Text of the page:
Many Christians have been told to abstain from the appearance of evil, quoting 1 Thessalonians 5:22. Most of the time I have seen this quoted it is a rather subjective admonition coming from a position of opinion. What does abstaining from the Appearance of Evil mean? On the surface it is quite easy to say to avoid anything that is evil, both in practice and even the appearance of being involved with something evil. While that rather ambiguous answer sounds good it comes down to the interpretation of what is evil.
Abstain from every form of evil.The Holy Bible: English Standard Version. (2016). (1 Th 5:22). Wheaton, IL: Crossway Bibles.
One unfortunate outcome of ambiguity or subjective Biblical interpretations is that it can lead to both confusion and legalism. Recently I heard a pastor teaching at a church about Holiness, which to that denomination is a laundry list of clothing restrictions. This pastor was ridiculing men who jogged and rode bicycles in tights, and went on to say, “Tights are for women. Amen? If they have feet.“
This pastor then went on to say that women who wore tights that have the feet cut out (under their skirts of course) are wearing the ‘appearance of evil’. On the inverse I’ve heard preachers say that it is the appearance of evil to have any kind of stance against sin. Some have said it is the appearance of evil for women to wear pants and others who have said (myself included here) it is the appearance of evil when wild, demonstrative worship is taking place such as uncontrollable convulsions, slain in the spirit and other types of nonsensical possessions.
What does Abstain from the Appearance of Evil Mean?
To answer this question we have to skip over the ‘appearance’ aspect for now and ask the more important question; What does Scripture call Evil? Answering or understanding what God defines as evil answers for us what looking evil might be. Rather than subjectively applying opinion or even shifting cultural ideology, we can objectively answer what the Bible declares as evil.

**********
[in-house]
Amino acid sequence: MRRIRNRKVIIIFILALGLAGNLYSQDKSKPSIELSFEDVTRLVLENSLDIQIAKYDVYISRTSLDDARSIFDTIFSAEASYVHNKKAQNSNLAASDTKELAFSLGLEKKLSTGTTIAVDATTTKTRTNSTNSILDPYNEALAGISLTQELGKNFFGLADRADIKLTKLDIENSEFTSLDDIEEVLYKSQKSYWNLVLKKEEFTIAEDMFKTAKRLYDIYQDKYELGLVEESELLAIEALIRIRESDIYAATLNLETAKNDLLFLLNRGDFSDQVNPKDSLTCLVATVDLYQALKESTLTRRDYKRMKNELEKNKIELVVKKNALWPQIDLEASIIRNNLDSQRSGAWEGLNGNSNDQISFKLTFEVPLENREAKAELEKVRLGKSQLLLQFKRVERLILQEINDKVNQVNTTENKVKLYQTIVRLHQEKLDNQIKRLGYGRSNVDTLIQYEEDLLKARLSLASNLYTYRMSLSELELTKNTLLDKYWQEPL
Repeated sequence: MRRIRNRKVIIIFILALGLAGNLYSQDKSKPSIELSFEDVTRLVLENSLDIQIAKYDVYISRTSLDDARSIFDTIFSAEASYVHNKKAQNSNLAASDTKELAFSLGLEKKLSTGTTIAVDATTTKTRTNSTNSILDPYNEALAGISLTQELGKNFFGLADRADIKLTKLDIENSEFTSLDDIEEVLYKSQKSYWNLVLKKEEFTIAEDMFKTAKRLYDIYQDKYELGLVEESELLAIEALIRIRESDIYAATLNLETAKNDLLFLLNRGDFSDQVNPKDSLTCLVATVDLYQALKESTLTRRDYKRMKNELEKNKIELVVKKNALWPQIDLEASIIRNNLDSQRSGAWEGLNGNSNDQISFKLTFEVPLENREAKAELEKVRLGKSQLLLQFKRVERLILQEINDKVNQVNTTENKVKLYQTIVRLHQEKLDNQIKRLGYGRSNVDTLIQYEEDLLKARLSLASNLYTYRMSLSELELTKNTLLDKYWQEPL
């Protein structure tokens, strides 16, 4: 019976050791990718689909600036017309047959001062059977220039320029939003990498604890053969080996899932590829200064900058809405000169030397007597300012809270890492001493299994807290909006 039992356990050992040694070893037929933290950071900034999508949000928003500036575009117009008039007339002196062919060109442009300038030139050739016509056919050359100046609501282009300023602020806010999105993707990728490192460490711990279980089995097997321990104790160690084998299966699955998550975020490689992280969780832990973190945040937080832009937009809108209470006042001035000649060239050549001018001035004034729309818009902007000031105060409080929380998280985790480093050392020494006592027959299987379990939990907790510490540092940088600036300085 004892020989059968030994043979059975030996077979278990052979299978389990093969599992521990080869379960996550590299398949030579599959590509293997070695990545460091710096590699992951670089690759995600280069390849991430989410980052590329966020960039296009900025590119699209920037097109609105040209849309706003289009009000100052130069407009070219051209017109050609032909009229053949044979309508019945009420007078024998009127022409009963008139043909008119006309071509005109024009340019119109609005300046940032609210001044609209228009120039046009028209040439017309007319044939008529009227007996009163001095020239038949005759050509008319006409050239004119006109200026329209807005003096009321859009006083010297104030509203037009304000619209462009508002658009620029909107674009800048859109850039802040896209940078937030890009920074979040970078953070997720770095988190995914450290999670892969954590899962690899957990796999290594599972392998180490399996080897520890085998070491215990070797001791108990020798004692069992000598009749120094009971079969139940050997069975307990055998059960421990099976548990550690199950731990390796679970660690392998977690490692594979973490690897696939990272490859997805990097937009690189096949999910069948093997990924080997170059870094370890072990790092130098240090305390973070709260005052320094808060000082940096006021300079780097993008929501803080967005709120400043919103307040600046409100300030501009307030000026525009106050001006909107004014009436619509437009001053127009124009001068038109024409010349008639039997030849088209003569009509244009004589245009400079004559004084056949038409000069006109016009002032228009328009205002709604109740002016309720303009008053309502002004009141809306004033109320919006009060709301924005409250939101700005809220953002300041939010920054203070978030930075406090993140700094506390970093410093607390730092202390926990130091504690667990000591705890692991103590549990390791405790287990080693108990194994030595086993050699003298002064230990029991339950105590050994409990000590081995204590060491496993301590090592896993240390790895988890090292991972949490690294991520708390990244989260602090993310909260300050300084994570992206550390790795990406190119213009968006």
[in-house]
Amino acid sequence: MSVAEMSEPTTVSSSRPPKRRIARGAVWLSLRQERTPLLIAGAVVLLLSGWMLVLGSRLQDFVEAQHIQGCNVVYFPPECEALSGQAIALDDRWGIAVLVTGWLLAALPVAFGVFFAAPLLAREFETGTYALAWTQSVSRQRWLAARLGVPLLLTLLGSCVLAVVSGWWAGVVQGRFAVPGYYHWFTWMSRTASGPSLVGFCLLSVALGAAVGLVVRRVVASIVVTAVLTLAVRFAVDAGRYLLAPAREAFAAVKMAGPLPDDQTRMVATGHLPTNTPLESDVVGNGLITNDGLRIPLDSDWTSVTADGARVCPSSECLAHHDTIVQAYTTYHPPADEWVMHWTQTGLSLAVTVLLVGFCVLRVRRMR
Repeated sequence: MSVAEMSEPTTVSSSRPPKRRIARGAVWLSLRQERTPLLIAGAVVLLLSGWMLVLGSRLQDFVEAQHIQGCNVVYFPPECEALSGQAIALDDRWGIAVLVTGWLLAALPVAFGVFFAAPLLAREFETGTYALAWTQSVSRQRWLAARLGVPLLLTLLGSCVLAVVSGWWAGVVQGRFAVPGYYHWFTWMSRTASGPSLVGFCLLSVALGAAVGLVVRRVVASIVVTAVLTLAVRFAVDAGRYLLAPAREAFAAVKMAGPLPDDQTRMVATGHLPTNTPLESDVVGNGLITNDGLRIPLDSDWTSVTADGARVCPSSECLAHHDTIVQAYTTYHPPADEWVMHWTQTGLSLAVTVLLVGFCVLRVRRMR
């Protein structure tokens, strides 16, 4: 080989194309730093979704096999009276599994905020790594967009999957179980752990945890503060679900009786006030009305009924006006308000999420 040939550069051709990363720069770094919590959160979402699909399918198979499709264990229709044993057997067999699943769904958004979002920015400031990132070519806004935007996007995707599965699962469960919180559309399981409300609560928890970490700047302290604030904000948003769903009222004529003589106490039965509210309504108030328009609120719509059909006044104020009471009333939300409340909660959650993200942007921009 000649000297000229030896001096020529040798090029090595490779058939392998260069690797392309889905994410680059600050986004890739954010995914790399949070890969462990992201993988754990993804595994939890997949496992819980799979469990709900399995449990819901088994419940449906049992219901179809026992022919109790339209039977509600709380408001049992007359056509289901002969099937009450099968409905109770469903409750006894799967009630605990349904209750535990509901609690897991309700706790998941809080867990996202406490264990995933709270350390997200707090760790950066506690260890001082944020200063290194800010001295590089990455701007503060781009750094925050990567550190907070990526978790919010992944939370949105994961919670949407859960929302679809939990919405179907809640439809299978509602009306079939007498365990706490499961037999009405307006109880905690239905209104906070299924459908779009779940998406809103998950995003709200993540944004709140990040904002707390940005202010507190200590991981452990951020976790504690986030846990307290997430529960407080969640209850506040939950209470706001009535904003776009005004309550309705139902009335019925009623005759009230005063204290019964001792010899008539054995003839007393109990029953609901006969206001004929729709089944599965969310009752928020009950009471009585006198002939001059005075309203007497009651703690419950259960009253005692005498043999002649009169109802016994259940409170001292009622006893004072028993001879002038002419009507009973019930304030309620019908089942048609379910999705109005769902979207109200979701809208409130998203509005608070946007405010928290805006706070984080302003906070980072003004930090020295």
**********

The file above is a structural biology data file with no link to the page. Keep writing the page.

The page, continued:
In the case of 1 Thessalonians 5:22, the word used is the Greek ‘poneros’. This Greek word is simply defined as evil, or wicked. Strong’s Greek Concordance adds to this the definitions bad and slothful. It has been translated as evil in the New Testament (English Standard Version) 95 times, while the closest counterpart in the New Testament, ‘poneria’ appears 78 times and is defined as wickedness, or maliciousness.
Part of my research for this article was in consuming videos on YouTube by searching terms like what does abstain from the appearance of evil mean, or appearance of evil. What I found at first surprised me.
First, there are very few quality videos about this subject. Secondarily, almost every video I watched came from a very fundamental and legalistic approach. Rather than searching Scripture for what was evil, it was a ton of opinion.
An Independent Baptist preacher said it was drinking booze. Another old time Pentecostal said it was the cutting of a woman’s hair. Some said it was going to the movies while others rightly said it was having an affair with your neighbors wife.
One unknown preacher I found on YouTube went on to declare music as the appearance of evil. Tight jeans were the appearance of evil. Low neck lines and high skirt lines were the appearance of evil. Everything this guy could think of was the appearance of evil. But what, if any, aligned to Scripture’s definition?
Thus, I’m making the promise that this article will not include any opinion of mine, other than what I already expressed some paragraphs prior about demonic appearing worship as it relates to paganism.
Evil in the Old Testament
I’ve already mentioned how many times the word evil appears in the New Testament and I’ll be illuminating it’s use and meanings soon. However I wanted to turn to the much longer Old Testament for some clarify and definition.
In the Old Testament the base word evil is found 410 times in the English Standard Version and 487 times in the King James Version. I certainly can’t list every verse but I have taken the time to look at each one. When you do this, something becomes apparent.
In the Old Testament evil was by majority associated to idolatry and paganism. For instance, just the phrase, ‘evil in the sight of the lord’ is a common phrase among the Chronicles of the Kings. Each succession of leadership was defined by whether they walked in the Lord’s commandments or they did evil in the sight of the Lord. In all of those cases, that evil was turning to other gods in idolatry and pagan practices of worship.